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I have a set of 150 sites globally, and I want to map them, and colour by a given variable. Unfortunately they are very non-uniformly distributed, with many of them in small clusters of only a few hundred meters. This means that with any reasonable sized markers on a map, the markers overlap a lot, and many of the markers can not be seen. I would like a way to spread out the markers (with lines connecting them to their original position), so that each marker can be seen without overlap. The exact position is not super important here, but the approximate global position is.

I'm using python with basemap/matplotlib, and I've tried a kind of force-directed approach that kind of works, but not very well. Here is an example:

enter image description here

As you can see, the European points are not very well un-overlapped.
The code for that spread is:

def spread_points(lat_lon, d=5, max_iter=300):

    new_lat_lon = lat_lon.copy(deep=True)

    dists = scipy.spatial.distance_matrix(new_lat_lon, new_lat_lon)
    too_close = (0 < dists) & (dists < d)

    itr = 0
    while too_close.any() and itr < max_iter:
        itr += 1

        neighbour_means = []

        for i in range(len(new_lat_lon)):
            # for each point, find all "too close" points, and take their average.
            group_ind = too_close[i]
            if not group_ind.any():
                # no too close neighbours, use self.
                neighbour_means.append(new_lat_lon.iloc[i])
                continue
            group_ind[i] = True
            neighbour_means.append(new_lat_lon[group_ind].mean())

        max_diff = 0
        for i in range(len(new_lat_lon)):
            dir_grp_mean = (new_lat_lon.iloc[i] - neighbour_means[i])
            grp_dist = norm(dir_grp_mean)
            if grp_dist == 0:
                dir_grp_unit = 0
                grp_force = 0
            else:
                dir_grp_unit = dir_grp_mean / grp_dist
                grp_force = np.sqrt(d / grp_dist)

            # move each point away from the mean and toward home and jitter a tiny bit
            new_loc = new_lat_lon.iloc[i] \
                + grp_force * dir_grp_unit \
                - (new_lat_lon.iloc[i] - lat_lon.iloc[i]) / d \
                + np.random.randn(2) * 0.01 * d
            if not np.isfinite(new_loc).all():
                import ipdb
                ipdb.set_trace()
            max_diff = max(max_diff, norm(new_loc - new_lat_lon.iloc[i]))
            new_lat_lon.iloc[i] = new_loc

        if max_diff < d / 100:
            logger.info("Quitting after {i} iterations - differences are tiny")
            break

        dists = scipy.spatial.distance_matrix(new_lat_lon, new_lat_lon)
        too_close = (0 < dists) & (dists < d)

    if itr == max_iter:
        logger.info("hit max_iter")

    return new_lat_lon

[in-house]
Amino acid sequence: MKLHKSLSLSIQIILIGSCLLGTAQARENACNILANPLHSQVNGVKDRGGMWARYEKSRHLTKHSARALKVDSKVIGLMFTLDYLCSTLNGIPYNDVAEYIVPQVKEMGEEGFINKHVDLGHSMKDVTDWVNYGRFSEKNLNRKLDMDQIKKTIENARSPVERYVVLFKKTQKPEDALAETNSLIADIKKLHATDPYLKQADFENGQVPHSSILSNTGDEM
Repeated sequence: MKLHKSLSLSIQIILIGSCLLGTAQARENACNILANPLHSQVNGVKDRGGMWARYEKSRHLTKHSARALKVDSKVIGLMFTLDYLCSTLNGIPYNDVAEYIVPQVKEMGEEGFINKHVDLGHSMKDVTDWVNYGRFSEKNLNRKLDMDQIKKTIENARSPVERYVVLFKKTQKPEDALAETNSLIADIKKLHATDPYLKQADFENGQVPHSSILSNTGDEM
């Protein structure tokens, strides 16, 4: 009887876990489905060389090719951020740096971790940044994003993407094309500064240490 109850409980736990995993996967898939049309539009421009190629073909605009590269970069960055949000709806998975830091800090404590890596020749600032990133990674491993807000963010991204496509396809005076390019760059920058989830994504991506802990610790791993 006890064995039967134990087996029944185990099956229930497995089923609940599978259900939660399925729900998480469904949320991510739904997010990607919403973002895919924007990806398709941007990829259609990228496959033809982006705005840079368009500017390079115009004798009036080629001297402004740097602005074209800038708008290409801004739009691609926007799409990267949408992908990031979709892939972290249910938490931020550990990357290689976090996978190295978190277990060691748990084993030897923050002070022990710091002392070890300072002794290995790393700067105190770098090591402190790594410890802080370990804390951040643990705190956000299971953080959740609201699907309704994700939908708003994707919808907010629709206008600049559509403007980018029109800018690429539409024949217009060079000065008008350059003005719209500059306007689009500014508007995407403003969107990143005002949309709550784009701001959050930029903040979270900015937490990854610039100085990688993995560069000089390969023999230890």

There is another algorithm in Inkscape called removeoverlaps, which seems like it might work, but I'm having a hard time deciphering how it works. Edit: The results really aren't ideal anyway, because it moves points horizontally first then vertically, resulting in an odd layout:

inkscape spread

It would be much better if points were spread radially...

Are there any other algorithms for this kind of operation that already exist in or would be easy to implement in python?

  • I'd produce a reasonable size fishnet and place points in nearest vacant cell. – FelixIP Feb 15 '18 at 6:36
  • @FelixIP: interesting idea yeah, a hexagonal net might work well for that. Not sure how you would go about dealing with competition between points for a cell. For example, what would you do if you had 4+ points within a single triangle? (pretty sure that would happen in the above example in Europe if the net is large enough to avoid overlap). – naught101 Feb 15 '18 at 9:28
  • Consider all cells vacant, place first point, mark cell as occupied. Go to next point, etc. – FelixIP Feb 15 '18 at 18:48
  • Right, but then your result is going to be highly dependant on how you initialise and iterate. For instance, if you have a bunch of neighbouring cells both with 4 points inside, the points in the first cell are going to be closest to their origin, and the later cell's points will be pushed further and futher away. I guess you could get around that by doing it randomly, and not sequentially (avoiding doing neighbours first). – naught101 Feb 16 '18 at 0:04
  • @Felix. I tried this, and it worked well enough for me. Not perfect, for instance points that are not near other points still get moved unneccessarily. But close enough to at least see approximately where they are. And it looks kind of cool. Feel free to add this as an answer, and I'll accept it. My code is available at gist.github.com/naught101/d364b176b0646da9bf58198d79a0197d – naught101 Feb 16 '18 at 4:49
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Using FelixIP's comment as a starting point, I created a hexagonal grid, and then moved each point to the nearest grid cell. In order to avoid pushing, I used a hash of the site names pseudorandomly order the sites - this way the map is the same each time.

The results look like this:

gridded map

The code for this plot is available at https://gist.github.com/naught101/d364b176b0646da9bf58198d79a0197d, and requires a pandas dataframe with columns lat, lon, c (colour), and indexed by site name.

The grid size is arbitrary, I chose values that would suit the plot size.

This solution is not perfect. It does show all of the points in approximately the correct positions, but it also moves points that do not require moving.

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